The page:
Shortly after the turn of the 20th century, Cattell began to focus on publishing. In his early years as a research psychologist, he wanted and needed to publish papers, but found no American journals interested in psychological measurement research. Therefore, he published several of his early papers in Wundt’s German journal. This frustration and his commitment to spread the literature of the sciences led him into an active publishing and editing career. He purchased the journal Science from Alexander Graham Bell, which eventually became the official publication of the American Association for the Advancement of Sciences. He founded the Psychological Review, and purchased and began publishing Popular Science Monthly. In 1915, he started a weekly publication called School and Society. With this journal, he worked in applied psychology as it related specifically to the growing educational system in America. He founded the Psychological Corporation in 1921 as a publisher/producer of content and materials for psychological measurement. It continues today as one of the leading publishers of testing materials. In 1906, he began to publish a set of reference works called American Men of Science & Leaders in Education. This publication continued until late in his career as a tribute to the contributions of great scientists and educators.

From the beginning of his career in psychology, one of Cattell’s goals was to have psychology viewed on the same level as the physical and life sciences. In 1890, he wrote, “Psychology cannot attain the certainty and exactness of the physical sciences, unless it rests on a foundation of experiment and measurement” (Cattell 1890, 373). He later stated in his presidential address to the American Psychological Association, “In the struggle for existence that obtains among the sciences psychology is continually gaining ground” (Cattell 1896, 1). His use of statistical methods and quantification developed American psychology into the realm of experimental science. Through his organizational advocacy, his research methods, and his career as a publisher and editor of numerous publications in the field, Cattell left his mark upon American education in general and the practice of educational psychology in particular.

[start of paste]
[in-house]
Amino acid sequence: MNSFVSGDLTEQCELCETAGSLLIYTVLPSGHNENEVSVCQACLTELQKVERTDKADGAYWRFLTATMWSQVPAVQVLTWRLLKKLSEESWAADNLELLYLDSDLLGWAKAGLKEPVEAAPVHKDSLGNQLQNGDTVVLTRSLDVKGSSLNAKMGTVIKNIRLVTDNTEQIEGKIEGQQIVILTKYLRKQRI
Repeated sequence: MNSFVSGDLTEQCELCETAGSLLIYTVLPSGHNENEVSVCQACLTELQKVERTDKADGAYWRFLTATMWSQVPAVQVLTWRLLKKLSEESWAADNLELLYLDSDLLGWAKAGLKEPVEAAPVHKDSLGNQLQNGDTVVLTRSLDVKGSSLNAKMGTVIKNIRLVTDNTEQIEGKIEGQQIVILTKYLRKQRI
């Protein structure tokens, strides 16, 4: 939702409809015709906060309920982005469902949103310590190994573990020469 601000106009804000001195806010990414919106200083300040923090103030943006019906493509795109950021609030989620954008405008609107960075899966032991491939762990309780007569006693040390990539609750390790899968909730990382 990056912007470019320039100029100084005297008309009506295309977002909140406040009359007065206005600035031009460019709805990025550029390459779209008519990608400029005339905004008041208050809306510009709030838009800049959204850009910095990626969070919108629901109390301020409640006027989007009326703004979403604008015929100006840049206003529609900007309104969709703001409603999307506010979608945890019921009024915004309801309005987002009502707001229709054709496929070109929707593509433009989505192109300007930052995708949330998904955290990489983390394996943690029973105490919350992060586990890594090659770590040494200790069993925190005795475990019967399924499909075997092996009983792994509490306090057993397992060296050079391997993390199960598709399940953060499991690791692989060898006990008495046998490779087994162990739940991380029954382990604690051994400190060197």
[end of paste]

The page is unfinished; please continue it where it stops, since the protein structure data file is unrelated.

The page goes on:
Contributed by: Todd Kettler, Baylor University

References
Cattell, J. M. 1890. Mental tests and measurements. Mind 15: 373–81.

Cattell, J. M. 1896. Address of the president before the American Psychological Association, 1895. The Psychological Review 3(2), 1–15.

Lagemann, E. C. 2000. An elusive science: The troubling history of educational research. Chicago: University of Chicago Press.

O’Donnell, J. M. 1985. The origins of behaviorism: American psychology, 1870–1920. New York: New York University Press.

Sokal, M. M. 1971. The unpublished autobiography of James McKeen Cattell. American Psychologist 26: 626–35.

Woodworth, R. S. 1944. James McKeen Cattell, 1840-1944. Psychological Review 51: 201–9.